Episode Title: “Fry Am the Egg Man”
Writer: Michael Rowe
Director: Dwayne Carey-Hill
In the world of “Futurama,” it has to be asked: Is Philip J. Fry (Billy West) the most compassionate man alive? Or is he simply the biggest moron in the universe?
Thanks to Leela’s (Katey Sagal) sudden obsession that the crew should exclusively eat organic foods, Fry learns that the ridiculously expensive eggs that Leela has been buying were already fertilized. And Fry refuses to kill a living creature before it’s born. Instead, he promises to let it hatch… so that he can eat it later.
Thus Fry brings the egg with him everywhere and he even builds a nest for it before accidentally destroying the outer shell. Whatever Fry did to take care of the egg seems to have worked, as a hideous creature emerges from the remains of the shell and it has dangerous acidic body fluids. The rest of the crew is smart enough to realize that this means trouble, but Fry is instantly smitten with his new pet and he doesn’t even mind that the creature’s licks of affection burn the skin on his face.
Mr. Peppy — as Fry dubs it — soon develops cat and dog-like personality traits; which show us that Fry’s adoration isn’t just a one way street. Unfortunately, Mr. Peppy causes bodily harm even when he’s being friendly because… let’s face it, he’s just an increasingly huge alien creature that wasn’t meant to be anybody’s pet. It also marks a recurrence of Fry’s inability to tell distinguish between aggression and affection.
Earlier this season, Fry was enamored with Clamps despite his extremely threatening behavior. At the time, the joke was that Bender was such a bad friend that Clamps was almost an improvement. But that may just be the nature of friendship in the future.
Fry gets another proverbial kick in the balls late in the episode, when Leela introduces him as her “platonic” friend. I have to admit, that was a big “WTF?!” moment for me as I wondered if I missed an episode where Fry and Leela broke off their romance or if this was shown out of order from an episode in which that happened. Instead, I think that Leela was just willing to toss aside her relationship with Fry — in front of him, no less! — for a quick fling.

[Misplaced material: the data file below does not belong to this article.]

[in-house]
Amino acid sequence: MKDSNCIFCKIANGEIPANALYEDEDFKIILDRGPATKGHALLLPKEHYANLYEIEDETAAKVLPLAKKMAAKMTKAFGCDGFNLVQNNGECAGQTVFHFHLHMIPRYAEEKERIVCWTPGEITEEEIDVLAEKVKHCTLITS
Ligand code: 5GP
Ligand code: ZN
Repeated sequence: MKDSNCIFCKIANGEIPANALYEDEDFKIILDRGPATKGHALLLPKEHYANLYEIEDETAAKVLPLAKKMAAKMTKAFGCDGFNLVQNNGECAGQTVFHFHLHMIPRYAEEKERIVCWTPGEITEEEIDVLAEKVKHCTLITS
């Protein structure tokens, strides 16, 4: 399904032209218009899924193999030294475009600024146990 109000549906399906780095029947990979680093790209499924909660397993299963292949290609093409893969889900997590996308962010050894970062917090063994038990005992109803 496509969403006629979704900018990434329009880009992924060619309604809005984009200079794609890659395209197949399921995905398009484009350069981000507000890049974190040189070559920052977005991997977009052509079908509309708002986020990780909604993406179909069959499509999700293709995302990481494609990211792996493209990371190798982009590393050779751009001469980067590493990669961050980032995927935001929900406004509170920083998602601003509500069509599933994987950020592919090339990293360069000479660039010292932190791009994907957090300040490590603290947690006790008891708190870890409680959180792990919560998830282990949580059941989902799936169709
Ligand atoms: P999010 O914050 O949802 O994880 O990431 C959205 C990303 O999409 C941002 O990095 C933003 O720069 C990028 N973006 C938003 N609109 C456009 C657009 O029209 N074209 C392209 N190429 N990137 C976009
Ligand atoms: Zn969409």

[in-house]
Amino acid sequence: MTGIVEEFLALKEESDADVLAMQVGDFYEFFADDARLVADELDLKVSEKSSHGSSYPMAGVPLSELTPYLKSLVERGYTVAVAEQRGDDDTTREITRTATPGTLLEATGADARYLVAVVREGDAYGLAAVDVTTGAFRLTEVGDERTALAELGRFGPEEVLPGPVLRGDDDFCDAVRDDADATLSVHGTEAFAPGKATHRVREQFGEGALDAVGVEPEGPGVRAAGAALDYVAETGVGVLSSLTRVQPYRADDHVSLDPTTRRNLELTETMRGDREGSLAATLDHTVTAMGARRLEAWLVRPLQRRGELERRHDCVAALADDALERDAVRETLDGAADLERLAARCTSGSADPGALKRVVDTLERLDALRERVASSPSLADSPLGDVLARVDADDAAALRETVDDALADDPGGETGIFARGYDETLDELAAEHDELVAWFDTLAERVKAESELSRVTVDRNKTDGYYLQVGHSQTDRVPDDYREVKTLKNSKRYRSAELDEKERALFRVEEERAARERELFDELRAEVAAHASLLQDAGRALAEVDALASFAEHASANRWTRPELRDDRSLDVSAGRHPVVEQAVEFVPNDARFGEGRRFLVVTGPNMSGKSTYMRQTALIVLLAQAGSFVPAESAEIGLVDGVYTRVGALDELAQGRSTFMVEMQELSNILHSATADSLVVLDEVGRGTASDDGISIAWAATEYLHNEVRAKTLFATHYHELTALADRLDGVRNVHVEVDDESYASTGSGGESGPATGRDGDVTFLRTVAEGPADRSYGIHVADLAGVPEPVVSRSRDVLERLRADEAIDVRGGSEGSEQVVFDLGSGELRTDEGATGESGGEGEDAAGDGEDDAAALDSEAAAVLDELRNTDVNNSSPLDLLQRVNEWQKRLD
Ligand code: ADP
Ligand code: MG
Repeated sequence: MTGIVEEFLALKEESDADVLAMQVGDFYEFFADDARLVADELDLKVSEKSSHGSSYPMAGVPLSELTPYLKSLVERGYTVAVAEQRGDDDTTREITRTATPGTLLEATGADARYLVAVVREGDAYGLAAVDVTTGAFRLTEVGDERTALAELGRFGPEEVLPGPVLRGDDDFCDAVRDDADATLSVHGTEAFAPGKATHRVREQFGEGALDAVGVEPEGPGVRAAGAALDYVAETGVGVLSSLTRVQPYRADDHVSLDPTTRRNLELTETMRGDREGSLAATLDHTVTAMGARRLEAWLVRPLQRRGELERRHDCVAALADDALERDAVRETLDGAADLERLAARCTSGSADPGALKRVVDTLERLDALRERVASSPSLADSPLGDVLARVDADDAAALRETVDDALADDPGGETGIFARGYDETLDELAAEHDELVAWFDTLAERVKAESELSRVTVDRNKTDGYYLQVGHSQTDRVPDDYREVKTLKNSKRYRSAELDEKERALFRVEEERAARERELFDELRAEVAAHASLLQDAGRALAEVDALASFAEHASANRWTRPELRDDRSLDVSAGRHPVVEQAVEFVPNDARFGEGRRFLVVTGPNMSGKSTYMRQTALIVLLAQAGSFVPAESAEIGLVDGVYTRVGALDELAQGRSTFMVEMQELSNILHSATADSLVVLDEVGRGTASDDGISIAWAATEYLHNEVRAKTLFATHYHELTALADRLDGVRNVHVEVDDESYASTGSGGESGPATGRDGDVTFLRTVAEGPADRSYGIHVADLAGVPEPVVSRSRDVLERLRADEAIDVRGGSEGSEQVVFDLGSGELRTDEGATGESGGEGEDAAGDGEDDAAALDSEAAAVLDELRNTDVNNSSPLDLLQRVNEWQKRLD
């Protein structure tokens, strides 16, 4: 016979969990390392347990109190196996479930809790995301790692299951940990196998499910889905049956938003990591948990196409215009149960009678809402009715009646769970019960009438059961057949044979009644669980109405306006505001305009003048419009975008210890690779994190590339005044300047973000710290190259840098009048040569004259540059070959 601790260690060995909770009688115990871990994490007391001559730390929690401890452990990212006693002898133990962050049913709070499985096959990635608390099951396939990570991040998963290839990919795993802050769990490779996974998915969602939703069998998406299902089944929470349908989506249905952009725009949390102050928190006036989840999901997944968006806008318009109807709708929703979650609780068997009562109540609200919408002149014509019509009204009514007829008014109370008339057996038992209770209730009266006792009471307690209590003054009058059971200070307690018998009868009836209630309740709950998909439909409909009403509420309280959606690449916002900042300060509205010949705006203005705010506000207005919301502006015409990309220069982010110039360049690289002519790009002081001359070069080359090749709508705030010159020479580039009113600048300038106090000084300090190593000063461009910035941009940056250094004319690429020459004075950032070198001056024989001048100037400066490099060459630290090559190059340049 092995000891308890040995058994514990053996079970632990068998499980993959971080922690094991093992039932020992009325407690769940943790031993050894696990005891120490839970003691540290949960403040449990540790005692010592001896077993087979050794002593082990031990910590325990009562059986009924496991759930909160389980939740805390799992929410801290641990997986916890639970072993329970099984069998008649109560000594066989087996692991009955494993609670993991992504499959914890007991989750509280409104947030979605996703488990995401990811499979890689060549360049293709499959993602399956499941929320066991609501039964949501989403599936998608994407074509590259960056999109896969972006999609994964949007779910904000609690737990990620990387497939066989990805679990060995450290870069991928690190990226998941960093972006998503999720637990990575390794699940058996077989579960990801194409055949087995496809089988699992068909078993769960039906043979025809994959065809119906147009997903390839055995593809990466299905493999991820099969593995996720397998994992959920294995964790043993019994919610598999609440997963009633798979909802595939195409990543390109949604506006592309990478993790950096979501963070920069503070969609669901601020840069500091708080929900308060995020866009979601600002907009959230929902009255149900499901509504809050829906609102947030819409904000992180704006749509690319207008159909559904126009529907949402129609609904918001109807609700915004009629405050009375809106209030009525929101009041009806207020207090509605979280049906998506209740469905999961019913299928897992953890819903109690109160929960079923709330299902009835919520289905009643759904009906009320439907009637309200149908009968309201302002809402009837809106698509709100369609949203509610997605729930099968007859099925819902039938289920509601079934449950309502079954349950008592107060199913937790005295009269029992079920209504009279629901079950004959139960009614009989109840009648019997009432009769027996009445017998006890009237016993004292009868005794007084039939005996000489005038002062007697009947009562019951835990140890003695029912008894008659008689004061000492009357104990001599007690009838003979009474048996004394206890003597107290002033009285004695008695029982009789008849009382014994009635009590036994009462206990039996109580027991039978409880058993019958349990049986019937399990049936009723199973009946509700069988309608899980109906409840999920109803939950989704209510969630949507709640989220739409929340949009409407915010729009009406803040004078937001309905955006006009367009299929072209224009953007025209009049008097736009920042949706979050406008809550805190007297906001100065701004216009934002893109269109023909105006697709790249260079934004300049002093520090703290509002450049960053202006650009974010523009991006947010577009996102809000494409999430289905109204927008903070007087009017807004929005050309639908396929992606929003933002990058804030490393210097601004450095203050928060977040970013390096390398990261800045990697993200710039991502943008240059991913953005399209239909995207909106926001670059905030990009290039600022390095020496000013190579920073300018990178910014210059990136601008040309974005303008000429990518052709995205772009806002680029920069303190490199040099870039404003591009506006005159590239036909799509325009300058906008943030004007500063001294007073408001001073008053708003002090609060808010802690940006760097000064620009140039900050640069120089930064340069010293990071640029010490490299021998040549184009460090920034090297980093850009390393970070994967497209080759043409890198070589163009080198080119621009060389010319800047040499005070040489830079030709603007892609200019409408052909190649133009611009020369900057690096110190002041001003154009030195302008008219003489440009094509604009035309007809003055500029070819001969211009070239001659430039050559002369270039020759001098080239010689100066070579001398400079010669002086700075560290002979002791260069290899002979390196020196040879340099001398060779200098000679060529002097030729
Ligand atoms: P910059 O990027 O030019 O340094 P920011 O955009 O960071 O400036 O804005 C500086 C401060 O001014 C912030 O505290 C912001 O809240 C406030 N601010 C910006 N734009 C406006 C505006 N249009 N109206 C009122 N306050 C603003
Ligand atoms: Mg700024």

Welcome to the future of love.
It’s hard not to get hung up on that betrayal after the series made such a big deal out of Fry’s long courtship of Leela. Some of “Futurama’s” most epic episodes have hinged upon the strong connection between Fry and Leela. This incident may have been meant as a joke. And to be fair to Leela, she never actually goes through with any onscreen cheating with her new paramour. But if that was meant to be funny, it failed.
Getting back to the main plot, Mr. Peppy is getting bigger and more dangerous to the point where even Fry seems to realize that they can’t keep him around. The crew also learns that Mr. Peppy is apparently the last of the Bone Vampires from Doohan VI — which is essentially Scotland if it took up an entire planet. After releasing Mr. Peppy into the wild to reproduce asexually and replenish his species, the crew meets Leela’s latest suitor, Angus McZongo… and several other Doohanians also named Angus.
The Doohanians are initially horrified to learn that the crew brought a Bone Vampire back to their planet, but Fry makes an impassioned plea that Mr. Peppy is a vegetarian and he wins a reprieve for his former pet. But it only lasts until dozens of boneless sheep start showing up and Mr. Peppy apparently attacks Leela as well. Once again declaring his love for Leela, Fry sadly resolves to put down his beloved Mr. Peppy.
A few Scooby-Dooish hijinks ensue — which Amy (Lauren Tom) even calls out by name! — but a compromise is worked out between the Doohanians and Mr. Peppy, giving Fry a happy ending. And Fry’s feelings for his pet are vindicated.
“Fry Am the Egg Man” definitely has its moments, but on the whole the episode was just slightly above average. I’ve often mentioned that an average episode of “Futurama” is still better than almost anything else. I just hope that the series’ writers have grander ambitions.
Crave Online Rating: 7 out of 10.